Making a monthly extra payment to your mortgage will not only save your thousands in interest but will ultimately make you a free and clear home owner years earlier than the bank would like.
interest.com ran a few numbers on a 30 year, 4%, $200,000 mortgage and here are the results:
Extra Payment Years Reduced Interest Saved
$100 4 years, 11 months $26,854
$200 8 years, 5 months $44,922
$300 11 years $58,009
It might seem surprising that an extra $100 a month can save you almost $27K in interest. This happens because you’re basically limiting the compounding effects of interest through extra payments. Just imagine what not eating out 2 or 3 times per month can do for owning your home outright.
Freedom Financial Asset Management shares a few tips on how to get started making an extra payments the smart way.
Set It On Auto-Pilot
Adding a little extra to your mortgage payment each month usually means setting up payments to the bank that owns the mortgage.
Mortgage payments are actually a bundle of payments. These payments cover your mortgage principal plus interest, home insurance, taxes, and can include a few other items. The type of account setup to handle this bundle of payments is called an escrow. It isn’t anything you need to set up. Often it is handled through your home insurance company or the mortgage company.
By going directly do to the lender, you can usually setup an auto draft on top of your regular mortgage payment. This way the escrow bundle doesn’t have to be involved. But check with your bank or home insurance company first to be sure.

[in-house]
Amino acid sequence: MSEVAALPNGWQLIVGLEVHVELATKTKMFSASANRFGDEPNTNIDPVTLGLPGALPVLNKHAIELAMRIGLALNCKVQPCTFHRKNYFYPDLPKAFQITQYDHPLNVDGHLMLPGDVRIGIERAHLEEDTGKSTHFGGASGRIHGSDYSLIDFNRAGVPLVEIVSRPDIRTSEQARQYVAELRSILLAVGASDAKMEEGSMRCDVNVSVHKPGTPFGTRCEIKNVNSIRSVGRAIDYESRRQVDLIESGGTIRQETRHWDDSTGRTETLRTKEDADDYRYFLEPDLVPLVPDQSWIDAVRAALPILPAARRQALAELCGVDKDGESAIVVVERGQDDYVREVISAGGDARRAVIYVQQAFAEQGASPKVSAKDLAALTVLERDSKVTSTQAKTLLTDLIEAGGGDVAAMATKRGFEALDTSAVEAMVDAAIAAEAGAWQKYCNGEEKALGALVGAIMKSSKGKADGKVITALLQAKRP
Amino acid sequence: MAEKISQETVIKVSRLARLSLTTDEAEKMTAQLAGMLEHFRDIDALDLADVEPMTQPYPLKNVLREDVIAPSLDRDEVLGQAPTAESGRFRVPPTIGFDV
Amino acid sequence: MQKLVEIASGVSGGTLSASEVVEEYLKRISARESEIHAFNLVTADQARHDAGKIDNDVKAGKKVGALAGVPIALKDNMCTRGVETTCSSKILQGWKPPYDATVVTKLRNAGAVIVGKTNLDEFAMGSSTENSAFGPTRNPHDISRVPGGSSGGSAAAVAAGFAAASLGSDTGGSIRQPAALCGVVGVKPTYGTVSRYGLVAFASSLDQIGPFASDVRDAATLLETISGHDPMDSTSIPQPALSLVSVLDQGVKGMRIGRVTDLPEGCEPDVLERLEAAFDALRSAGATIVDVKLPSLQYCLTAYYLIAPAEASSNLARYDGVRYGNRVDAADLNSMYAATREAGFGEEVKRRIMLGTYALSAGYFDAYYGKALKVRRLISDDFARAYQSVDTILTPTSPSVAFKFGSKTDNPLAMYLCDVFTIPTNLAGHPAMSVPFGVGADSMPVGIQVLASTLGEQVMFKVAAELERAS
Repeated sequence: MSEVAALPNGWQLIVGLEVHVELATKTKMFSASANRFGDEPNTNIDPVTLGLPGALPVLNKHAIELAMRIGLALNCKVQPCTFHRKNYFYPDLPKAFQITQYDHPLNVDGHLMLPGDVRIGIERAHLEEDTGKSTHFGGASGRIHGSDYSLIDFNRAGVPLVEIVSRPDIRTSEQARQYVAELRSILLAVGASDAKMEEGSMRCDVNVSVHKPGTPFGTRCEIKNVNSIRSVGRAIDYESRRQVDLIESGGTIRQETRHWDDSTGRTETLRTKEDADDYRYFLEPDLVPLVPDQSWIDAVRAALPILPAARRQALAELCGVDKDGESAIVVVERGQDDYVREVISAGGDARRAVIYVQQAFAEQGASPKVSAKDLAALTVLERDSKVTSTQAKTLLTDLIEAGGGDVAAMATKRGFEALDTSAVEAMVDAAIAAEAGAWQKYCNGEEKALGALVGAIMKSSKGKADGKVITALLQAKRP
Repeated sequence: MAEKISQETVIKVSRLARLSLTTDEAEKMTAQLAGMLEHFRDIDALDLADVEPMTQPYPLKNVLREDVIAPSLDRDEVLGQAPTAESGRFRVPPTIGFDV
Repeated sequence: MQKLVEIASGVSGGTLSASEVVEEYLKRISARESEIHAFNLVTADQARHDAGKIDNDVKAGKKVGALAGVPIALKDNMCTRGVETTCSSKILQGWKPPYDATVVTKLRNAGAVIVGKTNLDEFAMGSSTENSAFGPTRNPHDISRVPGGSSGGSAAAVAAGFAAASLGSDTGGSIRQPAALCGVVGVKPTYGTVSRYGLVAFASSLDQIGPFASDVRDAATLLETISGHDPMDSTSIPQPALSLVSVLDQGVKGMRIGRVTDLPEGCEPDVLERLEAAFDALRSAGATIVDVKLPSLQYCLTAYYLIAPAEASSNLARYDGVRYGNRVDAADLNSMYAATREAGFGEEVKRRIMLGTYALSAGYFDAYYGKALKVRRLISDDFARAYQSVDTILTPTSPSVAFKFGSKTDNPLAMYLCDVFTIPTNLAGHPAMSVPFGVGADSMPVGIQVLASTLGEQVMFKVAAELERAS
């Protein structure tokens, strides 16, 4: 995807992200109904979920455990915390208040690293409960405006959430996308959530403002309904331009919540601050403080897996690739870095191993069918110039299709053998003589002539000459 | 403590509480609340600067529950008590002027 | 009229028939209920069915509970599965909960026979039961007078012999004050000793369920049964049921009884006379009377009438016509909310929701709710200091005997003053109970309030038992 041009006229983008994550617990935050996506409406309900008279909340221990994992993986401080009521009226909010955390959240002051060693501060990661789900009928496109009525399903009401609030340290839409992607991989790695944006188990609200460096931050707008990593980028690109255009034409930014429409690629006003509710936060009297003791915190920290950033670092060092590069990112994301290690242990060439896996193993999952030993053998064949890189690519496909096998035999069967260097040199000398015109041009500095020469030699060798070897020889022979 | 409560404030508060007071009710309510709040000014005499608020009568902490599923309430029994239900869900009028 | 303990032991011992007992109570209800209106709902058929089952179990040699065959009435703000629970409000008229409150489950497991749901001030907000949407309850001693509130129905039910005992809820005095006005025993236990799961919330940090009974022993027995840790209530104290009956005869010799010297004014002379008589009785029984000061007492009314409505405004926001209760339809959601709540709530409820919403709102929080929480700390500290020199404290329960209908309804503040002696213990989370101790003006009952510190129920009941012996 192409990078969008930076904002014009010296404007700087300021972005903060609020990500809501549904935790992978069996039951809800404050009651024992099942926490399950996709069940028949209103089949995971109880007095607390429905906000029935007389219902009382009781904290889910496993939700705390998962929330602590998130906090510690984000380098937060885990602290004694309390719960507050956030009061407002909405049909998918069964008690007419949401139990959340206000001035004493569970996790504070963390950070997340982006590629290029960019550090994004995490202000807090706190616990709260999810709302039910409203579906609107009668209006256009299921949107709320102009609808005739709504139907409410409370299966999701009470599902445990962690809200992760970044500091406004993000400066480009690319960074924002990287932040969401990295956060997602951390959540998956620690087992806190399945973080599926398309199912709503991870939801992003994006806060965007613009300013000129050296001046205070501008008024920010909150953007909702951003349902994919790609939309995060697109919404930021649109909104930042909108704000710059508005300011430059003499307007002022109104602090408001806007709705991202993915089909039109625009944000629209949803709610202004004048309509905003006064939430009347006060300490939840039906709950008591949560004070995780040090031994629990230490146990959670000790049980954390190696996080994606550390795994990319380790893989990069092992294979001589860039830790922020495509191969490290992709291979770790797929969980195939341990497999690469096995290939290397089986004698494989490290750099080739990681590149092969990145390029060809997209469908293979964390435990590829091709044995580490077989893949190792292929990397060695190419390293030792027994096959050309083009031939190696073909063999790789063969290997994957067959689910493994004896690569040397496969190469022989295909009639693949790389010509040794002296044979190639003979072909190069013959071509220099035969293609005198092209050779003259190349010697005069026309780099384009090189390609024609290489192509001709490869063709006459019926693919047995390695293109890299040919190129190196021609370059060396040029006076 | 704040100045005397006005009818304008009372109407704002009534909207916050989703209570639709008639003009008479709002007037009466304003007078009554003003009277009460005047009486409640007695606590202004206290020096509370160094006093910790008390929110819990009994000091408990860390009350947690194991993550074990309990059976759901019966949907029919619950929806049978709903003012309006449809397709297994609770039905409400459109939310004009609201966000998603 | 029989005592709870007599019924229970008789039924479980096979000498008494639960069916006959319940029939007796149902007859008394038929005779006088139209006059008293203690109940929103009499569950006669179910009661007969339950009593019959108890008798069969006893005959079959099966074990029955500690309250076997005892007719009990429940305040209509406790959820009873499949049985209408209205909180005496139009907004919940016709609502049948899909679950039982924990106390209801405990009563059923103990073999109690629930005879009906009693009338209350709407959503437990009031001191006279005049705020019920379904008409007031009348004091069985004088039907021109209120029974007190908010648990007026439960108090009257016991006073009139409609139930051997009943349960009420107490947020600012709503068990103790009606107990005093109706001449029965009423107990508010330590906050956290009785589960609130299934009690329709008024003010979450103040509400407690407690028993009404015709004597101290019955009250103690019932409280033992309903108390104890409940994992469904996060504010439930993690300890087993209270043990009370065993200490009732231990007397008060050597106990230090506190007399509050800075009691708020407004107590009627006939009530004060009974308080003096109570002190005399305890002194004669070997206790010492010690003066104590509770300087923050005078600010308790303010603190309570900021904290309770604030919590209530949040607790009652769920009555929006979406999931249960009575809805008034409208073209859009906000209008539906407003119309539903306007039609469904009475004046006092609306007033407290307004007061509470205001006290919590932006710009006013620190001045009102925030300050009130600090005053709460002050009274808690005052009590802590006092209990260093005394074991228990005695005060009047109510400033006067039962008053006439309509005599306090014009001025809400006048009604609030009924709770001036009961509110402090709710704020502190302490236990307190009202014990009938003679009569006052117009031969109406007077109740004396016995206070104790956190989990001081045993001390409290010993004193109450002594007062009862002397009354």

Round It Up For Smaller Payments
If a $100 a month payment sounds like too much but you still want to add an extra payment, Freedom Financial Asset Management says one way to get started is to simply round up your payment. If your mortgage is $1450, then pay the extra $50 to make it $1500. No matter what the difference is when you round up, you’ll always be paying less than $100 extra per month.
If for some reason your mortgage is already rounded up (i.e., $1500), then start with $50 extra and try to increase it over time.
An added benefit of paying extra on your mortgage is that you’ll remove private mortgage insurance (PMI) sooner. PMI doesn’t help your financial situation at all. It benefits the lender, not you.
Freedom Financial Asset Management explains that PMI is used when your down payment is less than 20% of the home’s value. It can also be used when you refinance a mortgage with less than 20%.
If you are able to handle larger extra payments just to get rid of PMI, you’ll be able to increase your monthly cashflow by the amount of PMI you’re paying every month. Once your equity goes above 20% of the home’s value, PMI will be removed. At that point, you can back down your monthly extra payment if needed.
If you are struggling with debt or need a small loan to help you through a rough patch, Freedom Financial Asset Management could assist you with the right financial product for the job. You can visit them at freedomplus.com.